Culture, Nation, and Identity in Twentieth Century China

Wednesday, 16:30-18:30, 501





This panel explores a set of major dilemmas that Chinese intellectuals confronted during the twentieth century – the relationship between culture, nation, and state. The political, social, and cultural crises that China faced since the mid-nineteenth century gave rise not only to oft-discussed political responses, but to a wide range of cultural responses as well. Intellectuals in twentieth century China struggled to shape a cultural identity and shape a Chinese nation-state while confronting the wish to modernize on the one hand, and preserve cultural tradition on the other. At the same time, Chinese intellectuals struggled to define a space for their individual survival This panel examines these dilemmas in three instances that span the length of China’s twentieth century.


Chen Yinke (1890-1969): Poetry and the Moral Conscience of a Historian in Murderous Times

The paper discusses the multi-faceted career of a pioneer of modern historiography, Chen Yinke. Alongside his scholarship, Chen was a prolific poet as well. From this voluminous output, the paper draws significant conclusions about the moral conscience of historians in times of darkness (building upon such work as Hannah Arendt’s reading of Walter Benjamin and others).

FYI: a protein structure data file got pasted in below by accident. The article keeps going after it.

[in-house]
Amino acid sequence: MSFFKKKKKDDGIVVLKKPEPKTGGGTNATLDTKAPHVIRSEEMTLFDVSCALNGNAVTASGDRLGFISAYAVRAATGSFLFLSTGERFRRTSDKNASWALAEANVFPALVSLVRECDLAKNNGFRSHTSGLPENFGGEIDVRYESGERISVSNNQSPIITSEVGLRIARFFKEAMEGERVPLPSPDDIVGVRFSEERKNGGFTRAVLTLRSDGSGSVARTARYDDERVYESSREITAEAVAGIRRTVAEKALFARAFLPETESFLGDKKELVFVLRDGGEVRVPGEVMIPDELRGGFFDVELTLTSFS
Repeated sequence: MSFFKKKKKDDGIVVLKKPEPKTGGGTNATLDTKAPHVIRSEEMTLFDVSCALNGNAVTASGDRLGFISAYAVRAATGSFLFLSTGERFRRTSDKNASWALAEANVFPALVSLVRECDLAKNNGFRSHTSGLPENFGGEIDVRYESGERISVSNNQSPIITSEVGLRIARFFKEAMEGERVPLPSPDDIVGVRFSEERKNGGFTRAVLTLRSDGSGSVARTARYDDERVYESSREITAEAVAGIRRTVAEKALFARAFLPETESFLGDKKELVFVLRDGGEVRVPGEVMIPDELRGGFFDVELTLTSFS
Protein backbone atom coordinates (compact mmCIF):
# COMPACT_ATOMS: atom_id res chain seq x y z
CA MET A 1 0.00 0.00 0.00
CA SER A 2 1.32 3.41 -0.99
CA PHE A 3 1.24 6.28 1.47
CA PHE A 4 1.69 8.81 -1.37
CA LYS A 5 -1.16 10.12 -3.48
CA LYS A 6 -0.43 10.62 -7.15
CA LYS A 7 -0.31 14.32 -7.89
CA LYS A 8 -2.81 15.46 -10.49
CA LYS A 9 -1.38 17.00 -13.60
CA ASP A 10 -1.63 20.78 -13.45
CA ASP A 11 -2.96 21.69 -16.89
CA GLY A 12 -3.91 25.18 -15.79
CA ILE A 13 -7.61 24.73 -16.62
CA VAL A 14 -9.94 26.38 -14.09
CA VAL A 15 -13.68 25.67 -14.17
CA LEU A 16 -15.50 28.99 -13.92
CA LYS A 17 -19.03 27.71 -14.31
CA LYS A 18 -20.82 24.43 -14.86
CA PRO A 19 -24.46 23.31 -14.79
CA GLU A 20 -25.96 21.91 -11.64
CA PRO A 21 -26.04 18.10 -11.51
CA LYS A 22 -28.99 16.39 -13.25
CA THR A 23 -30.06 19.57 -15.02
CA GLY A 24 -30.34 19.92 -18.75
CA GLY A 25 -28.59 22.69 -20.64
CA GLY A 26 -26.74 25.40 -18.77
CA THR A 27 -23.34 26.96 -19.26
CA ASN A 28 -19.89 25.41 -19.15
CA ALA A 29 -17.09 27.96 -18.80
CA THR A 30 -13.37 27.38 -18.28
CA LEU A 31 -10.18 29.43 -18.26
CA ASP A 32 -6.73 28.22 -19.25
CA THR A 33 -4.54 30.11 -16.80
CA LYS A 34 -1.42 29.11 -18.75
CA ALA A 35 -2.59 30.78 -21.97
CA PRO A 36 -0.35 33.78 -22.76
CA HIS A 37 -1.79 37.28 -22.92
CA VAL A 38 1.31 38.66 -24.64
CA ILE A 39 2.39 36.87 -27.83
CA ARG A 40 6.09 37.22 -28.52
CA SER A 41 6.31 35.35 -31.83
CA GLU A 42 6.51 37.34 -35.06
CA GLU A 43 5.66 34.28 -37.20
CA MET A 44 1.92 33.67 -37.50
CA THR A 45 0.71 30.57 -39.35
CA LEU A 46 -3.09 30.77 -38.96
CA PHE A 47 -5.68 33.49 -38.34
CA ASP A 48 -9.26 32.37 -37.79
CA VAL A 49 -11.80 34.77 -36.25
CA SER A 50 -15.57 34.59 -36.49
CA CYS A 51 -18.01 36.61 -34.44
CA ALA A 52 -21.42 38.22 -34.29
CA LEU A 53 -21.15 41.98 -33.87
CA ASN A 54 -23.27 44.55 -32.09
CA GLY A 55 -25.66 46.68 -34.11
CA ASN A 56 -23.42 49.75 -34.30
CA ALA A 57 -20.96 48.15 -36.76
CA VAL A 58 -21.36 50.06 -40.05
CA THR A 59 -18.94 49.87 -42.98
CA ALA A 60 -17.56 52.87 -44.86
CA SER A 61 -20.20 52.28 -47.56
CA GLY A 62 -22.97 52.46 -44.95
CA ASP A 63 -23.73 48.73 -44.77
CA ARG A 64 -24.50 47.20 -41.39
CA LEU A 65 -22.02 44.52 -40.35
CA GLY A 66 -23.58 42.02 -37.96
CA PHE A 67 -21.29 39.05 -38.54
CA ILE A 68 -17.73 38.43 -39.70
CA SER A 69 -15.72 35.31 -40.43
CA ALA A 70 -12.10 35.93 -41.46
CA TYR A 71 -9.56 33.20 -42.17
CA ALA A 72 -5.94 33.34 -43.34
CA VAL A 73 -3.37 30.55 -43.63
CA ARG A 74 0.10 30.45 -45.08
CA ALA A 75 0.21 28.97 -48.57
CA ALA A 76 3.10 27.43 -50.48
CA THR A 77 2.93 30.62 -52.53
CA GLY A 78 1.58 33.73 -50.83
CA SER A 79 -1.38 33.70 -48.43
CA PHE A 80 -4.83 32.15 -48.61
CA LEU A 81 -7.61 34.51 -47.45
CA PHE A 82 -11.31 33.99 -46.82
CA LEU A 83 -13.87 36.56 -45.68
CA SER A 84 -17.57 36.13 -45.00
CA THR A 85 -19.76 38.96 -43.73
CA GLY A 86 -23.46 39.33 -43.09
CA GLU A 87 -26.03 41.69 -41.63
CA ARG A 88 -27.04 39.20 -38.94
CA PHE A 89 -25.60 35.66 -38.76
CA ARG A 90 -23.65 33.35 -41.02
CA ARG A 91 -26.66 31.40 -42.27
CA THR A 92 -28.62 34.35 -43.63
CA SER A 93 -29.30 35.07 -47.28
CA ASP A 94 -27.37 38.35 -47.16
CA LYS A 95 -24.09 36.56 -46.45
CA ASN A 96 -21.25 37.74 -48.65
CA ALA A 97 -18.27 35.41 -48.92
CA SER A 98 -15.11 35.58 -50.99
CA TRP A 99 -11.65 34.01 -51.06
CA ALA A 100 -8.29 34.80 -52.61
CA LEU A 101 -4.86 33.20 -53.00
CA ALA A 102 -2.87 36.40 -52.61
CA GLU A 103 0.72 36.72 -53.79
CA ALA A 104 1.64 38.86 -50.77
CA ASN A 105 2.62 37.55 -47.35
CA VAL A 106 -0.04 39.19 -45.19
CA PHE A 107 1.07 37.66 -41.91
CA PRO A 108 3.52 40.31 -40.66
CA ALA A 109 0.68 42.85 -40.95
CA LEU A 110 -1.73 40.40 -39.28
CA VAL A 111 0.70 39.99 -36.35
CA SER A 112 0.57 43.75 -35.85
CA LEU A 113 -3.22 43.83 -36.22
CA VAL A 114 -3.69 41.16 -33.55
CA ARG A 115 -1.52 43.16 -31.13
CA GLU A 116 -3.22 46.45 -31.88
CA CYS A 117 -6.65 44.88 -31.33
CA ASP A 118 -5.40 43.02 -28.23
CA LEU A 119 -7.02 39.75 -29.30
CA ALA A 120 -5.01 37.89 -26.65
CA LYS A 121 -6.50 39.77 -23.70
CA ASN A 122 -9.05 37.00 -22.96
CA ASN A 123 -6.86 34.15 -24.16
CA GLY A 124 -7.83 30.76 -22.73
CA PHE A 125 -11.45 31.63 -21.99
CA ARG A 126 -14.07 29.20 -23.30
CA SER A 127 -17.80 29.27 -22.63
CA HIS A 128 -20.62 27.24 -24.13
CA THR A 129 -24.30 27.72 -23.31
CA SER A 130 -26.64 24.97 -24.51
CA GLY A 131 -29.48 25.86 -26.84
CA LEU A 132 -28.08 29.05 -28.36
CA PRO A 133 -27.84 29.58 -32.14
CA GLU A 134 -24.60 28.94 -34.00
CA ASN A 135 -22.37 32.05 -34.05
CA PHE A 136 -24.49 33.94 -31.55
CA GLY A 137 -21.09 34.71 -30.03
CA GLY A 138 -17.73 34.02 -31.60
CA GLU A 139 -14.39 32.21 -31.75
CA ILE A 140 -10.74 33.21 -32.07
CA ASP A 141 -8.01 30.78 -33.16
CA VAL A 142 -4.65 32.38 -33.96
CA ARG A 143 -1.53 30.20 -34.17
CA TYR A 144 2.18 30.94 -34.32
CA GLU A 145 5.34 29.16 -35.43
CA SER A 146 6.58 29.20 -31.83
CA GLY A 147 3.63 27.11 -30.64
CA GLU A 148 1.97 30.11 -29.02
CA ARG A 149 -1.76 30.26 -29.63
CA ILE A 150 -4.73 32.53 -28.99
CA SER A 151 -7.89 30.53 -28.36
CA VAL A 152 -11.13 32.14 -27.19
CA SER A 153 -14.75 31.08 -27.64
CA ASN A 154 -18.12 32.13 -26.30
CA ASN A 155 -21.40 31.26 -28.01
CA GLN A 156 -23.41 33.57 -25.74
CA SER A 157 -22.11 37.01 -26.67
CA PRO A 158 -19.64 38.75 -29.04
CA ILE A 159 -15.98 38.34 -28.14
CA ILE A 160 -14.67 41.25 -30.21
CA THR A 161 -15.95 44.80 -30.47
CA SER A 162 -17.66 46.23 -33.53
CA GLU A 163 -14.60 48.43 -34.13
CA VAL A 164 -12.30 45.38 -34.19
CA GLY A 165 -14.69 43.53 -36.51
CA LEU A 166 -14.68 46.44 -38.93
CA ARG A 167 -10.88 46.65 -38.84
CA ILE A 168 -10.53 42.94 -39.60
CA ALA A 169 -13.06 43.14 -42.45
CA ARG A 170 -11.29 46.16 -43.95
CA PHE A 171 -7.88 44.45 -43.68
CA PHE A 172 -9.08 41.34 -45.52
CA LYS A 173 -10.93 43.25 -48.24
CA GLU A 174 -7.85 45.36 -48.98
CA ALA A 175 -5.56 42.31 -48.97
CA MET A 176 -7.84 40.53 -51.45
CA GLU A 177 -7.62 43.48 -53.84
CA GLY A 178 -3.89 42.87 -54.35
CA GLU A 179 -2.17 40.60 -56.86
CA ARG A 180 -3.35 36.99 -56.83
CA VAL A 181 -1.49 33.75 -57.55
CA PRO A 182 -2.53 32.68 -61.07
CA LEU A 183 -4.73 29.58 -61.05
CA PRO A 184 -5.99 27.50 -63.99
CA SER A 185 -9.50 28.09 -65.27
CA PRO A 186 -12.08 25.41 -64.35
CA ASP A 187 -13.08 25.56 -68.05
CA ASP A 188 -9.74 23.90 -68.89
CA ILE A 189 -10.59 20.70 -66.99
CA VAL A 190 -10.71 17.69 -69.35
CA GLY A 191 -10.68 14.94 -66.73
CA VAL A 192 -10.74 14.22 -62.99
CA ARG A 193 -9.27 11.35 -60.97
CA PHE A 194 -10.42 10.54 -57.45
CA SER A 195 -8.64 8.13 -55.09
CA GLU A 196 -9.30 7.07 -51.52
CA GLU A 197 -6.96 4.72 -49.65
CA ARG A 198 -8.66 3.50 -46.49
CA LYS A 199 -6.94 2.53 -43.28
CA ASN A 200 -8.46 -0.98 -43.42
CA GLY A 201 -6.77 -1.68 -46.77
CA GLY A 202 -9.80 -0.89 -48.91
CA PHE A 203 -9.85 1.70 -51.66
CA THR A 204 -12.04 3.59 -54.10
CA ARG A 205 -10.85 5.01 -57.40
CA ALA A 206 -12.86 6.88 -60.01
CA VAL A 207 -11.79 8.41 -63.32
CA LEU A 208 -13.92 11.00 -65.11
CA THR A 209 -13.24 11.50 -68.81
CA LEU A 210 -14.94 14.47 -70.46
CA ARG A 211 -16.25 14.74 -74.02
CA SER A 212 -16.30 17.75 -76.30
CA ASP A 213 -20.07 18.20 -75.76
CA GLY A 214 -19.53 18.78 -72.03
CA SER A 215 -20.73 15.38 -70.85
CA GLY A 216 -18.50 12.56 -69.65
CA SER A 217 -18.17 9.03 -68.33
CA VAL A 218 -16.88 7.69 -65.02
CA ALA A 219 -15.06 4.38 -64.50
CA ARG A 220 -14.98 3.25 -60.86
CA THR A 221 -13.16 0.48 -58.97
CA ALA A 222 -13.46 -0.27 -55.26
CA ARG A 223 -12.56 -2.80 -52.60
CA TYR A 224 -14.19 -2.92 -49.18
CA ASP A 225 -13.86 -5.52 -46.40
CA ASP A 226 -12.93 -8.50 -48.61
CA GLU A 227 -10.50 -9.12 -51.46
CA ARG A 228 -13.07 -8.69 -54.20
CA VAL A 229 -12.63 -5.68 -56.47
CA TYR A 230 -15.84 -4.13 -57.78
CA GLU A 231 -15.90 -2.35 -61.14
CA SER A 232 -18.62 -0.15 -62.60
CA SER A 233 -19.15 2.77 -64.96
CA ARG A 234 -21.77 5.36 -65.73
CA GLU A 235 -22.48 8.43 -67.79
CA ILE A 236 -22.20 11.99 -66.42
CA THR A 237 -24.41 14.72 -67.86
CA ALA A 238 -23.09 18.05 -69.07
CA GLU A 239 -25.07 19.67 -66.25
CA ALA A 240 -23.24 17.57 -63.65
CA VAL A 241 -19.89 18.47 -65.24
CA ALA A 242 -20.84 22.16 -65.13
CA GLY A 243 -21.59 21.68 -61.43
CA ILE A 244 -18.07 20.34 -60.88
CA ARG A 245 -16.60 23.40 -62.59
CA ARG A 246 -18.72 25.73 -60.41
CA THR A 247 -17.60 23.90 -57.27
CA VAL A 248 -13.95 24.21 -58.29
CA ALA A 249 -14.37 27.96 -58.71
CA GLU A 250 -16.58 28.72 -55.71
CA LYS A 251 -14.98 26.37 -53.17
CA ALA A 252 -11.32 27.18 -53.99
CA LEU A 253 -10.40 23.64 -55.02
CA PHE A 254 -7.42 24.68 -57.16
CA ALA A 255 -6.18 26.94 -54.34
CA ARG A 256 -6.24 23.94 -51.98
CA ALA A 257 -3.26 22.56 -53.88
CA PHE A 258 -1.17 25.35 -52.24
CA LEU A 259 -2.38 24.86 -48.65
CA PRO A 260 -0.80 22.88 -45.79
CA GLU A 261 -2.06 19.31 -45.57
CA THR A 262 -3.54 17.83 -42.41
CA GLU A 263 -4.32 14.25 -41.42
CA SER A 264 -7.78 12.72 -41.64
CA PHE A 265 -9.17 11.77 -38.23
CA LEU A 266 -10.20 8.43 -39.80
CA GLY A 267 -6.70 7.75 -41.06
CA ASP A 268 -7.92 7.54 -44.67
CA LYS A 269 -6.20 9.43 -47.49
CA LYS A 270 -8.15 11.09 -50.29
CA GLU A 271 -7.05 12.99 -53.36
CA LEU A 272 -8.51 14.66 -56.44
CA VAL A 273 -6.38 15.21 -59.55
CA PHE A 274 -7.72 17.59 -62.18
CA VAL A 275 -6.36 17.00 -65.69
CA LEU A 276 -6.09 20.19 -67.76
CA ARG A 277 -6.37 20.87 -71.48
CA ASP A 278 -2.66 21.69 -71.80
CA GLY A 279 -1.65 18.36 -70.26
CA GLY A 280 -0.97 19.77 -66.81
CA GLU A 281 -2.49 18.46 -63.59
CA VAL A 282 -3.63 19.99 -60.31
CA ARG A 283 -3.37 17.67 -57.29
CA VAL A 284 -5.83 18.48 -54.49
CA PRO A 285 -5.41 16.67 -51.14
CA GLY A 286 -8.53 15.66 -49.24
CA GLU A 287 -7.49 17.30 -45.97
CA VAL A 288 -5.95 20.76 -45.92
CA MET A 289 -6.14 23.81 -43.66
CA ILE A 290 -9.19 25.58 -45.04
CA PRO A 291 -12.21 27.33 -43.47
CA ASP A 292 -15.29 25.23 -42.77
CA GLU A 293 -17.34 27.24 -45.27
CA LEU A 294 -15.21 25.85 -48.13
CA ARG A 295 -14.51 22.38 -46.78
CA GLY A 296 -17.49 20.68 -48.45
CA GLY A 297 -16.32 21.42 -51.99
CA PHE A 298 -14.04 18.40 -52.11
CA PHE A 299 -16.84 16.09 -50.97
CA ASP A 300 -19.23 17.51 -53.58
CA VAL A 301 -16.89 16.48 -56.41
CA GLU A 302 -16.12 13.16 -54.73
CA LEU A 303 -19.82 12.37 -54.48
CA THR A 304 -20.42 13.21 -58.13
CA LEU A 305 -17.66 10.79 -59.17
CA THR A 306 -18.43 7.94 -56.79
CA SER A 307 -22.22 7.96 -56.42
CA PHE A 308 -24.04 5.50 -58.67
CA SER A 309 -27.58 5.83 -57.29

Struggling Over Porridge

The paper will discuss the politicized debate surrounding the story “Hard Porridge” by author and minister of culture (1986-1989) Wang Meng, whose career reflects the development of the People’s Republic of China. The paper argues that the “porridge incident”, as it was dubbed, illuminates the structural constraints and opportunities which intellectuals confronted in the transitional period after the spring of 1989.


The Courtesan’s Other: Visibility, Sexuality, and the Republican Lady in Early Twentieth Century China

The subject of this talk is a new demographic of women in early twentieth century China, “Republican Ladies:” women who were more visible than their talented late imperial forebears and more respectable than their infamously public courtesan contemporaries. The source base includes photographs and texts that appeared in China’s first commercial women’s periodical, Funü shibao 婦女時報 (The women’s eastern times, Shanghai 1911-1917), a journal committed to calling the new Republican woman into being; together with a series of courtesan albums produced by the publishers of Funü shibao between 1910 and 1915. The presentation reads the photographs of Republican Ladies against the courtesan portraits in order to probe their divergent modes of representation. More importantly, it examines the material conditions and evolving social practices that led to the production of the two sets of images. The paper argues that the juxtaposition of these female portraits, and their textual and social contexts offers insights into the dynamism and ambivalence of the early Republican moment.